frog eye
Don't worry, the Thanksgiving side dish frog eye salad does not contain any amphibians. Reuters

Ever heard of eating frog eye salad for Thanksgiving? Ever heard of this side dish at all? Americans in the Mountain West may be familiar with the plate, but the strange name would have many people on the East Coast scratching their heads.

Frog eye salad is one of the most-searched side dishes on Google for people in Idaho, Nevada, Colorado, Wyoming and Utah, the New York Times wrote. Apparently, it’s popular among Mormons.

What’s in this bizarre-sounding meal? It’s actually just as eccentric as it sounds. People who consume frog eye salad aren't eating amphibians, though. It's a concoction that contains pasta and eggs, which sounds relatively normal, but things take a twist when the Times mentions whipped cream, fruit and marshmallows are also included.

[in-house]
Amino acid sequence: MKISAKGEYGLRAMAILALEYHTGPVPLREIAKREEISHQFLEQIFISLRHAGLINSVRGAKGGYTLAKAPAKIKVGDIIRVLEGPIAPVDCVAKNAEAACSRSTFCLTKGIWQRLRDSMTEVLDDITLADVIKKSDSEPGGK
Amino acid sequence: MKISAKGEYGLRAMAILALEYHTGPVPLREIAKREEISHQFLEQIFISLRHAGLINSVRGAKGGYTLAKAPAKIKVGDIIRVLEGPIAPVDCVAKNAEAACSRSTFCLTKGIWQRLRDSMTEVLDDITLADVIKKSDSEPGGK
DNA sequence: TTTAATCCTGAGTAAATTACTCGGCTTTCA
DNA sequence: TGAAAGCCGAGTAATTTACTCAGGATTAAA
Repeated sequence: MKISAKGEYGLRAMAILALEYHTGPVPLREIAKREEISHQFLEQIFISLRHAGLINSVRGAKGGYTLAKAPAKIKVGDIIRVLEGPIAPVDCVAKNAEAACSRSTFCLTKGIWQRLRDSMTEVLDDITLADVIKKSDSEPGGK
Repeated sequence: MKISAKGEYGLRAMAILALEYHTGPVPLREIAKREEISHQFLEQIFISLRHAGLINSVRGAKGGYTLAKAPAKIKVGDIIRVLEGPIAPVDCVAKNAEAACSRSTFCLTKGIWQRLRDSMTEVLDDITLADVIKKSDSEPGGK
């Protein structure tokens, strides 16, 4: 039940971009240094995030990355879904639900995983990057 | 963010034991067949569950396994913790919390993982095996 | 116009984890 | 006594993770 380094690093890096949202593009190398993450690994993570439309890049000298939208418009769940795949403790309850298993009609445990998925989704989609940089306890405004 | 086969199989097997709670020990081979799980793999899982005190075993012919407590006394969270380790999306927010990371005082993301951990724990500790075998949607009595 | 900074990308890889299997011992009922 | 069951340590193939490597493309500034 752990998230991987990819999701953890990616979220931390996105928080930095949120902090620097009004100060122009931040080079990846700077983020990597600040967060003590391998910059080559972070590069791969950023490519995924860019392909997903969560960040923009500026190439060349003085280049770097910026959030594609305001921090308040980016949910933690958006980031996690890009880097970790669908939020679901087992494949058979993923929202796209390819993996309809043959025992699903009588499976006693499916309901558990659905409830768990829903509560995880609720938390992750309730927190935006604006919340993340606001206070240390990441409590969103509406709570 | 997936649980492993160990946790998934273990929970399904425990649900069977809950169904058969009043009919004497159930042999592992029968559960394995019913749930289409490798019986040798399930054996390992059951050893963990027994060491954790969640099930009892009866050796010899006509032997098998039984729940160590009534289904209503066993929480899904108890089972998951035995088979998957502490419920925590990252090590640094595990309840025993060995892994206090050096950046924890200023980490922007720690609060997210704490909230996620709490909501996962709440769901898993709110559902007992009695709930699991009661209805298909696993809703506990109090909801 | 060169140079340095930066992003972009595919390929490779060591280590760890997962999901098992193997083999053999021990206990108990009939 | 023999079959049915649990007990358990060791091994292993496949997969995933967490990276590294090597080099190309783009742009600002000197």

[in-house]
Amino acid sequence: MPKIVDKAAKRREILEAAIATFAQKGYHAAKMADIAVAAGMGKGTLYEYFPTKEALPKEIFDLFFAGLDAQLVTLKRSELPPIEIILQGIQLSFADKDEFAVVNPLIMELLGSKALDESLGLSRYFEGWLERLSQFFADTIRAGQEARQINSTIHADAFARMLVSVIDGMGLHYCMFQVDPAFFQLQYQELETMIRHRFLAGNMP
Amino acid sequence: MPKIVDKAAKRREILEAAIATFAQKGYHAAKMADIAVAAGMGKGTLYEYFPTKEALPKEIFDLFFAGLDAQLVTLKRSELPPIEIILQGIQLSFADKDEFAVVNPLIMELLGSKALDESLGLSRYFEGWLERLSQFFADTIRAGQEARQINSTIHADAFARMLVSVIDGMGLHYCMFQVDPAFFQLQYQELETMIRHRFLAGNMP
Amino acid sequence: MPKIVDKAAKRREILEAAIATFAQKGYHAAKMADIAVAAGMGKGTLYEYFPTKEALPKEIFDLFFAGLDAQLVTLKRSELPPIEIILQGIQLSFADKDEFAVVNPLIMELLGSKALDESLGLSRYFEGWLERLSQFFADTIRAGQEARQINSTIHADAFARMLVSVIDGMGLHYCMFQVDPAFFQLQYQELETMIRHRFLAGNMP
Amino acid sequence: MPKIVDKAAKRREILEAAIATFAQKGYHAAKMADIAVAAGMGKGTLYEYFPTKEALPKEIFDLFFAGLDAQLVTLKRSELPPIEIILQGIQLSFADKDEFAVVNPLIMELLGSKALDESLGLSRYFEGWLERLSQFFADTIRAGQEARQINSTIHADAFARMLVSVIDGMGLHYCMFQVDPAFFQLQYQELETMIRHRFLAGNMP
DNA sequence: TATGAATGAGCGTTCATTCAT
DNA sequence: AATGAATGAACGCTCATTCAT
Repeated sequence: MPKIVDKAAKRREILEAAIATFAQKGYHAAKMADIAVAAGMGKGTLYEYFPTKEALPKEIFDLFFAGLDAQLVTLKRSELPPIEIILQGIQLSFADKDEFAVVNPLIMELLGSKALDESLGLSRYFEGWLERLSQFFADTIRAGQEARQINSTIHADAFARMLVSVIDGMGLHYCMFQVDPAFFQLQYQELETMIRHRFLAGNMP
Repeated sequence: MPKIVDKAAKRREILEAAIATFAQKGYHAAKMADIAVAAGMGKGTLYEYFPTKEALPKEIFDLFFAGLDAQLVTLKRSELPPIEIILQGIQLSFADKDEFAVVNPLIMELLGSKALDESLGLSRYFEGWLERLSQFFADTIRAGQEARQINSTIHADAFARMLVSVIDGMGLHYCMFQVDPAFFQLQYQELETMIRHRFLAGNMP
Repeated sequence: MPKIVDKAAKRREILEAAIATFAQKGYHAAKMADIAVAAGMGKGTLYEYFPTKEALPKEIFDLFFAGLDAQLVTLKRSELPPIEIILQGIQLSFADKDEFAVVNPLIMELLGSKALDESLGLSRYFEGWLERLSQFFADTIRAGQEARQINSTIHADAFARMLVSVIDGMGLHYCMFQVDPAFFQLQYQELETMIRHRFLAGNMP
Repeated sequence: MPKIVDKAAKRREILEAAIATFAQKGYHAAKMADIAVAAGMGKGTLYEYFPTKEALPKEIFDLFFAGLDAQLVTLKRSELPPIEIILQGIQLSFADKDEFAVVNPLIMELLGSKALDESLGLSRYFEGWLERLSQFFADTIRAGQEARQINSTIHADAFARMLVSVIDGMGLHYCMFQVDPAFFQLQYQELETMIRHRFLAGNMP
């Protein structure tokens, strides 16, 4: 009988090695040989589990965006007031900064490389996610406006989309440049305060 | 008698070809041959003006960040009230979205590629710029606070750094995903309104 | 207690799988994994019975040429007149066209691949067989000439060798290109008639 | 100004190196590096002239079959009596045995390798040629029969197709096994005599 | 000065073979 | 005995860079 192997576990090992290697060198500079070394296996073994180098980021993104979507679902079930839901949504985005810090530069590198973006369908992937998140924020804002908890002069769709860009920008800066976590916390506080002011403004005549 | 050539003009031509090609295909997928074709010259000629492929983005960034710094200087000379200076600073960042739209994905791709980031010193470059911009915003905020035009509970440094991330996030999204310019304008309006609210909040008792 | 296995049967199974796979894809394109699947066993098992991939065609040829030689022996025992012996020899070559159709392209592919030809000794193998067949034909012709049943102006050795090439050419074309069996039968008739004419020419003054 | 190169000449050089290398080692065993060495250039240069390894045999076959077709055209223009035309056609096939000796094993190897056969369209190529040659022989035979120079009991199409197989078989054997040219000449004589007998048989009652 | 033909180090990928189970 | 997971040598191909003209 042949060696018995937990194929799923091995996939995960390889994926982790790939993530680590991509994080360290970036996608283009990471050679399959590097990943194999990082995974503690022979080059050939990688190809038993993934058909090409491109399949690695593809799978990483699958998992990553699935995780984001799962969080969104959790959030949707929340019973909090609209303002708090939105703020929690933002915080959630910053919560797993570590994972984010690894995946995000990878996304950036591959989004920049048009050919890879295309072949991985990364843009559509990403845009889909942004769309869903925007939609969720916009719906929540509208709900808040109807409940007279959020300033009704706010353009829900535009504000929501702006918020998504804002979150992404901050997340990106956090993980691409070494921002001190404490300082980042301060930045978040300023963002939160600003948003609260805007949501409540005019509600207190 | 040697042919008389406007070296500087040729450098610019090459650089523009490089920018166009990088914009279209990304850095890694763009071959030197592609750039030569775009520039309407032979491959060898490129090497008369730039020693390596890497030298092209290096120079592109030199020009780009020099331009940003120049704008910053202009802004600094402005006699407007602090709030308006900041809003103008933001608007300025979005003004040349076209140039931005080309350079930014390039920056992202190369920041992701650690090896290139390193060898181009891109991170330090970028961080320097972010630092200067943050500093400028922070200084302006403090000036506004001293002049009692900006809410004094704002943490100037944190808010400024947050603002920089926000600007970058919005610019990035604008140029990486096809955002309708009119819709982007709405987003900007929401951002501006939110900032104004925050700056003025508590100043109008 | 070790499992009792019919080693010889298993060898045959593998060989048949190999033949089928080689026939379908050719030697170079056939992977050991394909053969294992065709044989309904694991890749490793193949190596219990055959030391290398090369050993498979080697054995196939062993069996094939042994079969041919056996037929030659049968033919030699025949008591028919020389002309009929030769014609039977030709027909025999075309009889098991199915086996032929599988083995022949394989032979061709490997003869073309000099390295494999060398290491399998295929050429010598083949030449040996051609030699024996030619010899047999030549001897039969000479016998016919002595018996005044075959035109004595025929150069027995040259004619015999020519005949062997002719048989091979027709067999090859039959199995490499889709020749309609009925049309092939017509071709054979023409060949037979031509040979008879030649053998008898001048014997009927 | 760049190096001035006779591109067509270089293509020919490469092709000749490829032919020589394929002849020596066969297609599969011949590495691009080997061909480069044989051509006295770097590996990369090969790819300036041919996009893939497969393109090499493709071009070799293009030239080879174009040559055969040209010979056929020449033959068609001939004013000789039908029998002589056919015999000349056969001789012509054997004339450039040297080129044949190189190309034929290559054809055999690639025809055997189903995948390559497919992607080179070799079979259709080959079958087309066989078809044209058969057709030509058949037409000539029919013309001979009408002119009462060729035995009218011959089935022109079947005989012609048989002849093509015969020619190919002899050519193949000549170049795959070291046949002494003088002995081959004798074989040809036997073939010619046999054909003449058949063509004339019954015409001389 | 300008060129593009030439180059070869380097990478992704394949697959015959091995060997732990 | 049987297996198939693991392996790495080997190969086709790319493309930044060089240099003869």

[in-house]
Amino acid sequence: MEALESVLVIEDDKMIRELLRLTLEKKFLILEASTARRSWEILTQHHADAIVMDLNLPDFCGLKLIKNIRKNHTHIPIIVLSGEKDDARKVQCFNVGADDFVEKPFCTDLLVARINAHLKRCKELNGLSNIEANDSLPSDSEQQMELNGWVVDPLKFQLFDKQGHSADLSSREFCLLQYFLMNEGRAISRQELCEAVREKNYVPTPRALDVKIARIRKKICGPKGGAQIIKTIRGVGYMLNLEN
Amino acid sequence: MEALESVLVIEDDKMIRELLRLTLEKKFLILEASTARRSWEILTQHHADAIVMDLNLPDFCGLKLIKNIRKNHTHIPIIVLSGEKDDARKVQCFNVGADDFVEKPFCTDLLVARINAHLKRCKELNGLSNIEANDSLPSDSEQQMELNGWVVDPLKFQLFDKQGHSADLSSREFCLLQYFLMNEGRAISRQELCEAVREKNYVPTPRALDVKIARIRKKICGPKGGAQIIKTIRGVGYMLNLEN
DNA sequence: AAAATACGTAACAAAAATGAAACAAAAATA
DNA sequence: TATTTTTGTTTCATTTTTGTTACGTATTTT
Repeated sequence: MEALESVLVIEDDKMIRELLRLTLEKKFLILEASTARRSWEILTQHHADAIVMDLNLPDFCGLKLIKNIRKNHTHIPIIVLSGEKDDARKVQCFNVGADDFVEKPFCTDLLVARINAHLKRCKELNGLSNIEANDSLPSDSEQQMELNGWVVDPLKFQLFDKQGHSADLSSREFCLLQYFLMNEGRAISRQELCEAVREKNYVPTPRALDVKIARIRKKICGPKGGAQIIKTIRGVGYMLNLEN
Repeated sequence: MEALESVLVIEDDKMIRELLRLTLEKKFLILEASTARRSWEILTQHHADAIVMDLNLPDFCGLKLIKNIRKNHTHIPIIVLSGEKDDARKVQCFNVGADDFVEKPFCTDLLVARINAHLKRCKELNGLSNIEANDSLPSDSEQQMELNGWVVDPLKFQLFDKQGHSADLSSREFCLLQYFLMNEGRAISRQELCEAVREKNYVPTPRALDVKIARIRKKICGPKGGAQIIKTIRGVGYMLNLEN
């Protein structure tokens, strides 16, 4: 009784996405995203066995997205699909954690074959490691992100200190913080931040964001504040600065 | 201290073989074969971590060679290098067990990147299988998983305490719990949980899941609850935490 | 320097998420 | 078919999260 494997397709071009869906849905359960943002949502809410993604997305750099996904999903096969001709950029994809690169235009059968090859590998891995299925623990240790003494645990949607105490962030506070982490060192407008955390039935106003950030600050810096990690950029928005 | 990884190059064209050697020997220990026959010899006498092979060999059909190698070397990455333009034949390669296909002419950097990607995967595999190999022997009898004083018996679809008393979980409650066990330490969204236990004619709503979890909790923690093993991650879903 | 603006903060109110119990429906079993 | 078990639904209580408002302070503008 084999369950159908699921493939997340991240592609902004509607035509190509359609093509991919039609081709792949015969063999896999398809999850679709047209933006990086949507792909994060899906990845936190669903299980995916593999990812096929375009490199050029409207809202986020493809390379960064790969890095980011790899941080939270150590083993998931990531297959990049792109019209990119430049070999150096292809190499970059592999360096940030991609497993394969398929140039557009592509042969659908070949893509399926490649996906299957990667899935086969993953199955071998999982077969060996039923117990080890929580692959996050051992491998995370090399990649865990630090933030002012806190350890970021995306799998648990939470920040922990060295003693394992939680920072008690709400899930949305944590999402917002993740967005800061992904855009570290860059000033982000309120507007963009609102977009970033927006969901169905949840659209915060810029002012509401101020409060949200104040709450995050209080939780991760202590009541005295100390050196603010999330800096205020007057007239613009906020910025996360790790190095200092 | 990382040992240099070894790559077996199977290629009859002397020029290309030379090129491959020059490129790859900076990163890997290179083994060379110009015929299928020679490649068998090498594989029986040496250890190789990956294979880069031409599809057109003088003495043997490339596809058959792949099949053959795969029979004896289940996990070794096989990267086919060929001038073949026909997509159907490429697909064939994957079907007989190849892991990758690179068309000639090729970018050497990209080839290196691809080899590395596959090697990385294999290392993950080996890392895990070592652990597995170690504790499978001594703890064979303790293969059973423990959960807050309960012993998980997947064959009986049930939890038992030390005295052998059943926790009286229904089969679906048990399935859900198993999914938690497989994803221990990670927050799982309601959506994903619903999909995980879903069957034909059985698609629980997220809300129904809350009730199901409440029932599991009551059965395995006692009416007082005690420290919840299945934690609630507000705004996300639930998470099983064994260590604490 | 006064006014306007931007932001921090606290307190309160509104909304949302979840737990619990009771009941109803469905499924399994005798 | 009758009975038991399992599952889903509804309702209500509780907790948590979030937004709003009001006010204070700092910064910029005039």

Frog eye salad isn’t the only unusual complement to the Thanksgiving turkey that people in certain states searched. In New York it was stuffed artichokes; Delaware had pretzel salad, North Carolina had “pig pickin cake” and West Virginia had deer jerky, to name a few.

Still, frog eye salad confused some Twitter users, who took to the social media site to post about the Thanksgiving accompaniment. Some of their inquisitive posts have been shared below:

For those who want to keep to more traditional Thanksgiving dishes, check out this article by International Business Times reporter Rebecka Schumann for recipes for green bean casserole, mashed potatoes, candied sweet potatoes, cranberry sauce and stuffed mushroom. If you’re sick of the same old green bean casserole, IBT reporter Connor Sheets outlined five different ways to make the traditional dish.

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